Hiring should not be a haphazard process. The more carefully you handle each detail, the more time, money, and effort you will save in the long run. We have a very specific protocol that we coach to our clients. And while the steps may seem tedious, the steps save time, money, headache, and heartache. There is nothing more costly or more stressful than hiring poorly or incorrectly. While there is no guarantee that even the best candidate will “make it,” the odds are in your favor when you follow a formal, legal process.

4. No interview knowledge. At Jameson, we believe that communication is the bottom line to your success. That applies to any job, any position, any person on the team, any interaction with patients. The crux of excellent hiring lies in your ability to communicate to the candidates and to encourage open, honest, comprehensive communication from them. Communication is foundational to the hiring process. There will be communication in your ads, Web site notifications, e-mail blasts, digital ads, etc. There will be communication in both the written and spoken word in the form of applications, resumes (and your analysis of those critical pieces of data), telephone interviews, and, of course, the personal one-on-one interviews.

During an interview the candidate should do about 70% of the talking and you should do about 30%. Be ready to ask open-ended questions and then listen. Whether on the phone or in person, ask the same or similar questions of all candidates. Listen carefully not only to the answers, but also to the tone of voice (on the phone or off the phone). Tone of voice on the telephone accounts for 85% of the perception of the message — whether this is from the sender or the receiver — and 30% of the perception of the message when face-to-face. Study the art and science of interviewing.

5. No formal orientation or training program. So you have gone through the process of hiring, you have used excellent communication skills to inform the candidate about the position and to gain insight about this potential new person. You have selected your top candidate and made the offer for employment. The job description was in order, discussed, and agreed upon. Salary and benefit agreements were determined. Now the new team member is ready to start. So, here you are — day one. You throw the new employee into the activity of a normal day and tell him or her to just follow along and figure things out!

NOT GOOD! No matter how carefully you organize the hiring process, if a person is not carefully integrated in the early days, weeks, and months of employment, the research shows that this becomes a major factor in shortened longevity, lowered productivity, and disappointment in the job.3 Enthusiasm for the new position quickly wanes and complacency sets in.

Have a written program for training. Outline what needs to be learned, who will do the training, and by when. Make sure that one set of tasks builds upon another so that the new person has a chance to be successful. Make sure that the new employee has a mentor and that the mentor is checking in with the new person at the end of every day to see what went well. Celebrate the victories and find out where the concerns or confusions may lie. When you identify these problems early, you have a chance to correct performance errors at the outset and avoid bad habits, disappointments, and discouragement.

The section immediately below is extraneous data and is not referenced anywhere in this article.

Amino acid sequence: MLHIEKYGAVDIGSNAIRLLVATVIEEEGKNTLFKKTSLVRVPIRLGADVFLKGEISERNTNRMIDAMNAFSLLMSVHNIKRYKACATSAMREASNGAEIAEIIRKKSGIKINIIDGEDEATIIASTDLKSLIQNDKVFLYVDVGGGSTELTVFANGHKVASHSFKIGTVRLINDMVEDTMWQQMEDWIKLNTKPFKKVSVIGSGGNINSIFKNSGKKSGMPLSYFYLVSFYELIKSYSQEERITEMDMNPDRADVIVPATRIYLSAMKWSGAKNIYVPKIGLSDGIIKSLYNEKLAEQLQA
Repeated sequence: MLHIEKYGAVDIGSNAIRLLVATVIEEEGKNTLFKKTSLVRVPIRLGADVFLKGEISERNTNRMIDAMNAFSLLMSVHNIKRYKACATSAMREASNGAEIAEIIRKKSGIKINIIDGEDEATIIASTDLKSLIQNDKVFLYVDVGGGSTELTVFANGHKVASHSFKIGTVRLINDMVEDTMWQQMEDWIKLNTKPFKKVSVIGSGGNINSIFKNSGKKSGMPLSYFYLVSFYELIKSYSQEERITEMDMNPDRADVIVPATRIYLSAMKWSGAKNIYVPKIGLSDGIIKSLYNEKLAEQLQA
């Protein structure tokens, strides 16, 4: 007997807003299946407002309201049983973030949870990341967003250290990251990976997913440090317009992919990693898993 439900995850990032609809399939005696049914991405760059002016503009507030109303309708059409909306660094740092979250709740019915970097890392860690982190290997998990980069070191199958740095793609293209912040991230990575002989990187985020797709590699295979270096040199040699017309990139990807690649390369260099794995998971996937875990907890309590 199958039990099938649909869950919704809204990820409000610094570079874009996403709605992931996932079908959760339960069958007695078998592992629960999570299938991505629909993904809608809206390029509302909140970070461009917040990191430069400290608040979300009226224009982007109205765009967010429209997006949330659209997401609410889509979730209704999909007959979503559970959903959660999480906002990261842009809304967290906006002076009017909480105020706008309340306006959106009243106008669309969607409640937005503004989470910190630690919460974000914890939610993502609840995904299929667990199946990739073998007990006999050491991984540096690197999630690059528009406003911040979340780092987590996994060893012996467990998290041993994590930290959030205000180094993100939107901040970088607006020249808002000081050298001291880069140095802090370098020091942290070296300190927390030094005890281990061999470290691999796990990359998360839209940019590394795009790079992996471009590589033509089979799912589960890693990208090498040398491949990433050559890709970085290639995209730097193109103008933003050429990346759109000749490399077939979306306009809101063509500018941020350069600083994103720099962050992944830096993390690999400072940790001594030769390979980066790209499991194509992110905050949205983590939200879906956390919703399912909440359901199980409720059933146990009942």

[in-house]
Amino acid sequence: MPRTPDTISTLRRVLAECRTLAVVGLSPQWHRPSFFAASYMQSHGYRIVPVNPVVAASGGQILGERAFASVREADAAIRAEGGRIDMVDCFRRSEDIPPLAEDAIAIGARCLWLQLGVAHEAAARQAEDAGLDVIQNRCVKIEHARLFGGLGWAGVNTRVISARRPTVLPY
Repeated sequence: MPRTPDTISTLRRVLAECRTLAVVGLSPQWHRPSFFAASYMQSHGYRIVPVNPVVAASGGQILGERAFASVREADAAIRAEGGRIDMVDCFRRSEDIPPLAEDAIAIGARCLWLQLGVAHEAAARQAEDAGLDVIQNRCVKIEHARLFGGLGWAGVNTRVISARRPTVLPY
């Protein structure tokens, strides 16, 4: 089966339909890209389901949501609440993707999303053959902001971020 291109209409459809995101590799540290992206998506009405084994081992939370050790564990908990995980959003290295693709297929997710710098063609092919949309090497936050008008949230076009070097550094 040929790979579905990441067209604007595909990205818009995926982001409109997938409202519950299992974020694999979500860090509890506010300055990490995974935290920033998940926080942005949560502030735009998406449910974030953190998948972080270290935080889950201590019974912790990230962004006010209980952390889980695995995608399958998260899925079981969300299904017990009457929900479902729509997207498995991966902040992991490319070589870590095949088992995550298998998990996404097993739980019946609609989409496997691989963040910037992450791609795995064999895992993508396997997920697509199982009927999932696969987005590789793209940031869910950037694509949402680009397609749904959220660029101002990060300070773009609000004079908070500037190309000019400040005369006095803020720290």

Feedback is vital to the growth of an employee. People want feedback. They want to know when things are going well and when they need to improve. No one wants to be doing a job poorly. Give people the respect they deserve by speaking to them in a proactive, constructive manner as to how their performance can be continuously improved. Feedback is not only imperative for maximum performance, but employees desire it.4 This is part of a formal, excellent training program — one that is specific to each position in your practice.

Why do we make hiring mistakes?

There are many reasons why hiring is so complex and challenging, but here I have outlined five of the major reasons. I know you are busy. I know you have not had this kind of education in human resources. I know you just want to come in and do the dentistry and don’t want to mess with this personnel stuff. I know. But, I also know that the number one source of stress for the dental professional is challenges related to team members. And you have stated loudly that you wish to reduce stress in your life.5 So, I am encouraging you to step out of your comfort zone, study this area of practice development — hiring — and work diligently to “get the right people on the bus, get the wrong people off the bus, and get the right people in the right seats.”1 You will find that your days are not only more productive, but they are more enjoyable! Surround yourself with people who are on the same path as you are, and study leadership skills that will help you to keep those people with you as dynamic, prolific members of your organization.


1. Collins, J. (2001). Good to great. New York, NY: HarperCollins.
2. Smerek, R., & Peterson, M. (2007). Examining Herzberg’s theory: Improving job satisfaction among non-academic employees at a university. Research in Higher Education, 48, 229–250.
3. Taris, T. W., Feij, J., & Capel, S. (2006). Great expectations—and what comes of it: The effects of unmet expectations on work motivation and outcomes among newcomers. International Journal of Selection and Assessment, 14, 256–26.
4. Joshua-Amadi, M. (2002). Recruitment and retention. Nursing Management, 9(8), 17–21.
5. Rada, R., & Johnson-Leong, C. (2004). Stress, burnout, anxiety, and depression among dentists. Journal of the American Dental Association, 135, 788–794.